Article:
2 rounds of:
10 Kettlebell Swings
10 Kettlebell Death March
EMOM for 10 minutes:
1 Clean & Jerk, starting at 70% 1RM and adding 5 lb. every lift
15 Deadlifts (225 lb./155 lb.)
15 Push presses (135 lb./95 lb.)
12 Deadlifts (225 lb./155 lb.)
12 Push presses (135 lb./95 lb.)
9 Deadlifts (225 lb./155 lb.)
9 Push presses (135 lb./95 lb.)
Post strength loads and WOD time to comments.
The 7th Street Bridge will close May 8th for construction. Read more of the construction details here.
“Yeah, but I scaled.” by JournalMENU
I hate hearing this – its usually at the end of a WOD, when someone just crumpled to the floor, dead last by minutes, breathing hard while classmates go up to congratulate.
“Dude, that was awesome, way to fight through”, “You did SO good!”, “That was amazing, great job today”, “Good job finishing, way to not give up!”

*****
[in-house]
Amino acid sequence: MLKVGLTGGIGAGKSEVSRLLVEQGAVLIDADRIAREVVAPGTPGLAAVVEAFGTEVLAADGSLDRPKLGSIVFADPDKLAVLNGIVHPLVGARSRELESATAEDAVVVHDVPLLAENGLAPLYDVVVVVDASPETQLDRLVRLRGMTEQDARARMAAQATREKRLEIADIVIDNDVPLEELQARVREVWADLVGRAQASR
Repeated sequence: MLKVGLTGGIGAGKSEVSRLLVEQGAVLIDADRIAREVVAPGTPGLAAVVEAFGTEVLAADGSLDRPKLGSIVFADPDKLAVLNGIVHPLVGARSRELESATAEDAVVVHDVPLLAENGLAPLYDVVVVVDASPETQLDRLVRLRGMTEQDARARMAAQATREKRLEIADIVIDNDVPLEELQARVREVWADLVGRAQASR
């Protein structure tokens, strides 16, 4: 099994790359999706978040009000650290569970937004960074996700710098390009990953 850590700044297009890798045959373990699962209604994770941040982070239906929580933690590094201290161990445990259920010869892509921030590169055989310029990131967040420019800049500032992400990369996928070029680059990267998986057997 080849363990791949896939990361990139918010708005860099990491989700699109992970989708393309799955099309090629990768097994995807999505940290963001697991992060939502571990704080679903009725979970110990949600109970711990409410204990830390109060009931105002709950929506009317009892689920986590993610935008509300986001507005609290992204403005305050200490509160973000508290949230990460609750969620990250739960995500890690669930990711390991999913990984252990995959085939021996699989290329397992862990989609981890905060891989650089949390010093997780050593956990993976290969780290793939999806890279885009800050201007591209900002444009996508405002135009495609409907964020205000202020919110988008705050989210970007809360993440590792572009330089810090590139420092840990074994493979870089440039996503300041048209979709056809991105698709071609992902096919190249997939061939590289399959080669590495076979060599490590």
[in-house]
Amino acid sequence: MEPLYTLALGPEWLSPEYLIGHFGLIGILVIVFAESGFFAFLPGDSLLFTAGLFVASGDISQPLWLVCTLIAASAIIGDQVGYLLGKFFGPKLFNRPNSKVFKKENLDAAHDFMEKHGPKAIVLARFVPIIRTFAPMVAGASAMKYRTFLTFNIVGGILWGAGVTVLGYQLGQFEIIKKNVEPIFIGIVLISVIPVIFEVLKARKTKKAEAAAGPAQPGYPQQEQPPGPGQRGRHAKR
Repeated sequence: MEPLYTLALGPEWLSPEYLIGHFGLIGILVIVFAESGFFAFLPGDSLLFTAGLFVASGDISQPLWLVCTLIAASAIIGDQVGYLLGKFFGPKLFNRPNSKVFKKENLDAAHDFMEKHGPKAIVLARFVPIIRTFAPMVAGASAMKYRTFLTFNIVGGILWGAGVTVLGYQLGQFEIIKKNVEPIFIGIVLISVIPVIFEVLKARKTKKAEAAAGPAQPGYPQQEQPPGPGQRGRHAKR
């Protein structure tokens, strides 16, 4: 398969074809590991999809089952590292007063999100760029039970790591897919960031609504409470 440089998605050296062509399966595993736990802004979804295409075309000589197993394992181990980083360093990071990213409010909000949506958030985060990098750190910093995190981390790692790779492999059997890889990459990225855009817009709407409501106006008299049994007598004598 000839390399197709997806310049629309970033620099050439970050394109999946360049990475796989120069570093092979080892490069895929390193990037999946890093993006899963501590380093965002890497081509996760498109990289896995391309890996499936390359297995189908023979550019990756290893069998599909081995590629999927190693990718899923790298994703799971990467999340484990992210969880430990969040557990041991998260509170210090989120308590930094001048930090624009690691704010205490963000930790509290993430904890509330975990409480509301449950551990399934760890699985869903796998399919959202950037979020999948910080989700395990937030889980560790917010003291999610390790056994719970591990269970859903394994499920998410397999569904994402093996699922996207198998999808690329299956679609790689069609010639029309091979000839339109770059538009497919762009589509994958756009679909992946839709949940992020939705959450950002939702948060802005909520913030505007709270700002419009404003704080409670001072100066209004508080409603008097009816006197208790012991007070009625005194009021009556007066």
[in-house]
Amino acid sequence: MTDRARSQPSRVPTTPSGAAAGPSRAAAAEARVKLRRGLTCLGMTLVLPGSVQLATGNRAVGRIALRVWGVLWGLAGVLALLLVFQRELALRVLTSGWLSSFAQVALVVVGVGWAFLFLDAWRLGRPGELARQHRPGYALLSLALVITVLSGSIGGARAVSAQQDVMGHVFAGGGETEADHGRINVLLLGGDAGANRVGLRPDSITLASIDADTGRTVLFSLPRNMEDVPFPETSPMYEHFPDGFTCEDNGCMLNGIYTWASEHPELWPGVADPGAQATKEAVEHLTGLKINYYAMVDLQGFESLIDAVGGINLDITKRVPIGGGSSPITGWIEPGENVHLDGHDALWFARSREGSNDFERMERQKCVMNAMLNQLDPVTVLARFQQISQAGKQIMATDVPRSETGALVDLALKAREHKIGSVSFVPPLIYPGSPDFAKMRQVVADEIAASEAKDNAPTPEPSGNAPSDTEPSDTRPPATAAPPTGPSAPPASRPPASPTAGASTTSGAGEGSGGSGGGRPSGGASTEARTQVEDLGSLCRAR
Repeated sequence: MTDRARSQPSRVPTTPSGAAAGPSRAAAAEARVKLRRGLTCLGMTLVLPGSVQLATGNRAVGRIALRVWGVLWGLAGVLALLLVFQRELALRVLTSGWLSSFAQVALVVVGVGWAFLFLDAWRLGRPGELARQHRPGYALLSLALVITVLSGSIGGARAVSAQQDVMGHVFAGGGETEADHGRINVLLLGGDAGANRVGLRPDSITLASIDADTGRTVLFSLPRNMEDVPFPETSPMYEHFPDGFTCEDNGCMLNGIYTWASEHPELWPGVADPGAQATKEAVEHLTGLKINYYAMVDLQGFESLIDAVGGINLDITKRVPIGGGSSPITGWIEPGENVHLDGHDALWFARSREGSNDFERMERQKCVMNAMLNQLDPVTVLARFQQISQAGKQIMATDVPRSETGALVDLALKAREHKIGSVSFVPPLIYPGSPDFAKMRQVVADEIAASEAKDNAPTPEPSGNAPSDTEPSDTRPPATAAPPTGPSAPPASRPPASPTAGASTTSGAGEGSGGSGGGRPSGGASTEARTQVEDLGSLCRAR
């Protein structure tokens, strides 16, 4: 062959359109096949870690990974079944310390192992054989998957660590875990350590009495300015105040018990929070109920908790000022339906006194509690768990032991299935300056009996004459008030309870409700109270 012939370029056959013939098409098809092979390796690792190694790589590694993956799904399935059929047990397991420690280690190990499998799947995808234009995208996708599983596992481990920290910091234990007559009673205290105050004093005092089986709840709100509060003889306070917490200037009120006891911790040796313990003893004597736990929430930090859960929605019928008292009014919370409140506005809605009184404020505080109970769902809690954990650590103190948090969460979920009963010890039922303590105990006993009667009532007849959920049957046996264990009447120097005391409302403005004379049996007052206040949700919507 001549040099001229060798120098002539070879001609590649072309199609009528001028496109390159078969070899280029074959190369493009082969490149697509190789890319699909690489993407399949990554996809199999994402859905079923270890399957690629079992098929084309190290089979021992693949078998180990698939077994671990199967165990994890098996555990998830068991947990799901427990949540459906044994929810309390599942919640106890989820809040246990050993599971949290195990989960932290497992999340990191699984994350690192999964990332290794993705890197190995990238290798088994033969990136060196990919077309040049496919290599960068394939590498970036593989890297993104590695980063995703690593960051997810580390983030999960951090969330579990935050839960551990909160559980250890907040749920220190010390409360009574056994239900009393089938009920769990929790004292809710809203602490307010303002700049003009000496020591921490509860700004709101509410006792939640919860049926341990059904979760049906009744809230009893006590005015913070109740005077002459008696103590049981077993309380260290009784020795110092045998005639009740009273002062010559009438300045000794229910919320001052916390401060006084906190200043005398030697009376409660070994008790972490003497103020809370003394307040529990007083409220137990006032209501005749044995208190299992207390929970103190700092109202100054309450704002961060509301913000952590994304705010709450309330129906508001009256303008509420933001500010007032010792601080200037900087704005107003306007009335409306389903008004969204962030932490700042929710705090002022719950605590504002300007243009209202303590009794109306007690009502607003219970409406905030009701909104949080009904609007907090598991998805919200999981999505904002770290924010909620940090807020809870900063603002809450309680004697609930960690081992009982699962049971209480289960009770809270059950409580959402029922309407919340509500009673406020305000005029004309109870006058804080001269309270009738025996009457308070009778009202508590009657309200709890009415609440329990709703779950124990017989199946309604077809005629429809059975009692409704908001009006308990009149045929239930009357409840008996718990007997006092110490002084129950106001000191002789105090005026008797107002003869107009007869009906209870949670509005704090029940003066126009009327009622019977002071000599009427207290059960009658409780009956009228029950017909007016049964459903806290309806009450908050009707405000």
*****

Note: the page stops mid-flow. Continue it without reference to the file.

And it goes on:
“Yeah, but I scaled”
As if scaling is something to be ashamed of, as if scaling is for the weak and the untrained.
As if scaling means you didn’t do the workout – or your workout was less worthy because you scaled.
We are all in a constant state of scaling – even the elite of the elite, even the few who make it to the finals at The CrossFit Games
Double unders are scaled triple unders, MU are scaled weighted MU, 15′ rope climbs are scaled 20′ climbs.
Sure, they aren’t called for in the WODs today, but what about tomorrow?
Scaling is how you get from where you are now to your future kickass self.
Scaling is how you stay safe and healthy.
Scaling is how you finish the workouts and feel obliterated after, using a band instead of just staring at the bar for 10 min willing yourself to get a pullup.
Scaling is how you improve your technique and learn to lift heavier.
Scaling, is not, however, something to be ashamed of or something that you can use to write off your WOD as a poor performance.
So next time you are crumpled on the floor gasping for air, be proud that you choose the right scale for you.
Be proud that you killed the WOD, and that the WOD killed you.
Post thoughts to comments.